Social networks and other large sparse data sets pose significant
challenges for statistical inference, as many standard statistical
methods for testing model/data fit are not applicable in such
settings. Algebraic statistics offers an approach to goodness-of-fit
testing that relies on the theory of Markov bases and is intimately
connected with the geometry of the model as described by its fibers.

Most current practices require the computation of the entire basis,
which is infeasible in many practical settings. In this talk,
we present a dynamic approach to explore the fiber of a model,
which bypasses this issue, and is based on the combinatorics of
hypergraphs arising from the toric algebra structure of log-linear
models.

We demonstrate the approach on the Holland-Leinhardt p1 model
for random directed graphs that allows for reciprocated edges.

**Giseon Heo**, University of Alberta (Dentistry, Statistics)

*Beyond Mode Hunting *(slides)

The scale space has been studied in the context of blurring in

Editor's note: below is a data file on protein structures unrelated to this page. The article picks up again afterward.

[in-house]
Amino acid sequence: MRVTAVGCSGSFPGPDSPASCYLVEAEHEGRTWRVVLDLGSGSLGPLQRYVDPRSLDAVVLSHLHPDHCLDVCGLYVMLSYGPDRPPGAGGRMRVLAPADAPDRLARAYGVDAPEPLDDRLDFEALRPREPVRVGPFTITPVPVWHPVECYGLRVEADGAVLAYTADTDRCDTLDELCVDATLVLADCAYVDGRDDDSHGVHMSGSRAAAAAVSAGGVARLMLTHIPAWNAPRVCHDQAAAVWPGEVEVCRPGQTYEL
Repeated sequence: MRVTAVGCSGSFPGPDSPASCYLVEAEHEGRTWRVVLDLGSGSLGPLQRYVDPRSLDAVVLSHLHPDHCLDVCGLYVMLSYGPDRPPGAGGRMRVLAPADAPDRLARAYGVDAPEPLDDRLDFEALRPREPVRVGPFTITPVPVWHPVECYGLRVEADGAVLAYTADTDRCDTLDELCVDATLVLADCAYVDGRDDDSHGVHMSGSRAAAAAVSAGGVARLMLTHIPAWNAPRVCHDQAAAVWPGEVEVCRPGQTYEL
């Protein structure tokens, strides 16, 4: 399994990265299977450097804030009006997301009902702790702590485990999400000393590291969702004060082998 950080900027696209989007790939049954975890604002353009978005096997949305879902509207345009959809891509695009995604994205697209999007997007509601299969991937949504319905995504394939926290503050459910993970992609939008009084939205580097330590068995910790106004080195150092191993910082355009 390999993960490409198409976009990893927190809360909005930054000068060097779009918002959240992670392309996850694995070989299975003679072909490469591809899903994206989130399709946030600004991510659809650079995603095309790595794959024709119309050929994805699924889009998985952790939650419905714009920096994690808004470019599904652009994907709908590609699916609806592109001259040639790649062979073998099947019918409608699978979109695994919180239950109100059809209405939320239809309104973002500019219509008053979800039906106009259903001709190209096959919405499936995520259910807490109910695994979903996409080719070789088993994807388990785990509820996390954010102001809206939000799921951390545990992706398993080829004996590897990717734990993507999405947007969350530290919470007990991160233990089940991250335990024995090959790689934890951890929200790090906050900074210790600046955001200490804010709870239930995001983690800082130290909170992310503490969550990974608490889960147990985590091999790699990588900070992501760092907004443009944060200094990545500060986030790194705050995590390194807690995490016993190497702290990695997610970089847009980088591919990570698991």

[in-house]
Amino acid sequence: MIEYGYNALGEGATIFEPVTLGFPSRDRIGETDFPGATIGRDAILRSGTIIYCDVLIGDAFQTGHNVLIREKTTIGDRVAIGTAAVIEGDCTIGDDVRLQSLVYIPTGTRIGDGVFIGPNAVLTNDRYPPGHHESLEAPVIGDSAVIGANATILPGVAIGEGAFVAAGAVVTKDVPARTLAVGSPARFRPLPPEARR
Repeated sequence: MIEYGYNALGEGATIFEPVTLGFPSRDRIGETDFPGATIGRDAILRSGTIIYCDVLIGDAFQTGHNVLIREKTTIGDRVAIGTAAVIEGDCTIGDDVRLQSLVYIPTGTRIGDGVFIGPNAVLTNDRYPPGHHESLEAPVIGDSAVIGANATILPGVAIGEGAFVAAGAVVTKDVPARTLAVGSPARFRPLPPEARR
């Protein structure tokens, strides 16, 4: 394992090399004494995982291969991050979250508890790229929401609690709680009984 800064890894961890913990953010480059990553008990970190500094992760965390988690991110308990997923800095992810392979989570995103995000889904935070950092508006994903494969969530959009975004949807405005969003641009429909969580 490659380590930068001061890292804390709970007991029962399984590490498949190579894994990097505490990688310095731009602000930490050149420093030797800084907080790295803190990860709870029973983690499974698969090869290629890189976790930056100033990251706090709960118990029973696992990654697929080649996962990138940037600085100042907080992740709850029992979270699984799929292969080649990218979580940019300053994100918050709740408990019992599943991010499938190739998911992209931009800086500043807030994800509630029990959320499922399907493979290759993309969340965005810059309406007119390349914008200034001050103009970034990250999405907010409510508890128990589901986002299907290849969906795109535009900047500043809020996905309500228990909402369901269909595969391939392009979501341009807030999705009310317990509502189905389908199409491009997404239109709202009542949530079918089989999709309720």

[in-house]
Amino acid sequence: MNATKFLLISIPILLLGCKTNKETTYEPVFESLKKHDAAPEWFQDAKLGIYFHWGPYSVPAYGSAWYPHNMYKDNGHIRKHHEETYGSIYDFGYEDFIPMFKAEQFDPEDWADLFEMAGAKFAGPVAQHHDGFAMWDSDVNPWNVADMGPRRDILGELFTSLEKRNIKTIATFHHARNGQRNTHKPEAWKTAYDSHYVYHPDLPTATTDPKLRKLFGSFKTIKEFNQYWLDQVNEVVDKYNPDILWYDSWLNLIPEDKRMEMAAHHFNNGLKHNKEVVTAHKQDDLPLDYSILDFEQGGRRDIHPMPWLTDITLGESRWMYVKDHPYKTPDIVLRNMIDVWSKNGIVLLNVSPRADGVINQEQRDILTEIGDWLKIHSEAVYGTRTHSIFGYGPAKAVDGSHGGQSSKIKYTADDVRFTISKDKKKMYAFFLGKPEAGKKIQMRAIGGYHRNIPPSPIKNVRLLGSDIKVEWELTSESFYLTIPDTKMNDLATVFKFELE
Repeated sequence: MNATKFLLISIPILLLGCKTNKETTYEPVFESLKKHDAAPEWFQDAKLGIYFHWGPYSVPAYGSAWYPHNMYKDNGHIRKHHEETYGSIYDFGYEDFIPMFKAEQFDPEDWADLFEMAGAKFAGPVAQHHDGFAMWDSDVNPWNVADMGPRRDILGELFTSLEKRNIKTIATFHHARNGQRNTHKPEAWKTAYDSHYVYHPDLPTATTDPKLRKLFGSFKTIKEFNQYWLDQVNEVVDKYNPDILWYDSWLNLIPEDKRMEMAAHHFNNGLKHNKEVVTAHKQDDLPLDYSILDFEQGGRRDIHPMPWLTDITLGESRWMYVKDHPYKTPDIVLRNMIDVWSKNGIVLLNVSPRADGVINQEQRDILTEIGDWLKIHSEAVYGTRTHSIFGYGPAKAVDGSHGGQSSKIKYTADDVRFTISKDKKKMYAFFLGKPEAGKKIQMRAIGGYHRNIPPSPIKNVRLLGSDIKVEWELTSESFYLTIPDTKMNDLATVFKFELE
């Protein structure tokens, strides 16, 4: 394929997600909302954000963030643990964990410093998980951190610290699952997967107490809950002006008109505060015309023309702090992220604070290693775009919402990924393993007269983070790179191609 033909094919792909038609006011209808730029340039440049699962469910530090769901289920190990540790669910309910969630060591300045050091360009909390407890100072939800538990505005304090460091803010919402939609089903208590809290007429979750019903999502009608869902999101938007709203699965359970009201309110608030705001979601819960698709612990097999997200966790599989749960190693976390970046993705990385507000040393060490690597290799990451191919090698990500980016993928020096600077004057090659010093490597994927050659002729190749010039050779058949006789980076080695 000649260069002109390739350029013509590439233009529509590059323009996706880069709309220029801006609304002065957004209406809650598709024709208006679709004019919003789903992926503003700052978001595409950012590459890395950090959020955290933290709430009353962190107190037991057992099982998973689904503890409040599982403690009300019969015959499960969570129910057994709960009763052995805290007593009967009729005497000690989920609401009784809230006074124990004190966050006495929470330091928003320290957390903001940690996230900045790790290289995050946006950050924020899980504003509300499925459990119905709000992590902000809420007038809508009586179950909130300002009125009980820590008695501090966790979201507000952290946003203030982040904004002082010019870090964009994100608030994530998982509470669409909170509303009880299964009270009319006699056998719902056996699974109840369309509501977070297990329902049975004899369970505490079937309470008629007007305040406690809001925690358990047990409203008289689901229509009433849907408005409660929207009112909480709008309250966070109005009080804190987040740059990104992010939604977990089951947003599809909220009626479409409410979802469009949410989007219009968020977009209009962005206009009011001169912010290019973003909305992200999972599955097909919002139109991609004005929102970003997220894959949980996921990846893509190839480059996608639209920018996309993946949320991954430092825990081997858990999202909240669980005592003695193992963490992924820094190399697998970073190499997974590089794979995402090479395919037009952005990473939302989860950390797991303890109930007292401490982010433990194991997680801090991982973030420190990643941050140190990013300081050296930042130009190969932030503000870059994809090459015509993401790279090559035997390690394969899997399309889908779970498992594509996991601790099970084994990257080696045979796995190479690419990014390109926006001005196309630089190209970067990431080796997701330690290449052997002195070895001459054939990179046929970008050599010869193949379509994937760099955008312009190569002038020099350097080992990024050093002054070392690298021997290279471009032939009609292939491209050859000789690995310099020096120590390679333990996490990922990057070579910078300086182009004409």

computer vision, smooth curve estimation in statistics, and persistent
feature detection in computational topology. We review the background
of three approaches and discuss how persistent homology can be
useful in high dimensions.

**Stephan Huckemann**, Goettingen (Stochastiks)

*Circular Scale Spaces and Mode Persistence for Measuring Early
Stem Cell Differentiation *(slides)

We generalize the SiZer of Chaudhuri and Marron (1999, 2000)
for the detection of shape parameters of densities on the real
line to the case of circular data. It turns out that only the
wrapped Gaussian kernel gives a symmetric, strongly Lipschitz
semi-group satisfying "circular" causality, i.e. not
introducing possibly artificial modes with increasing levels of
smoothing. Based on this we provide for an asymptotic theory to
infer on persistence of shape features. The resulting circular
mode persistence diagram is applied to the analysis of early mechanically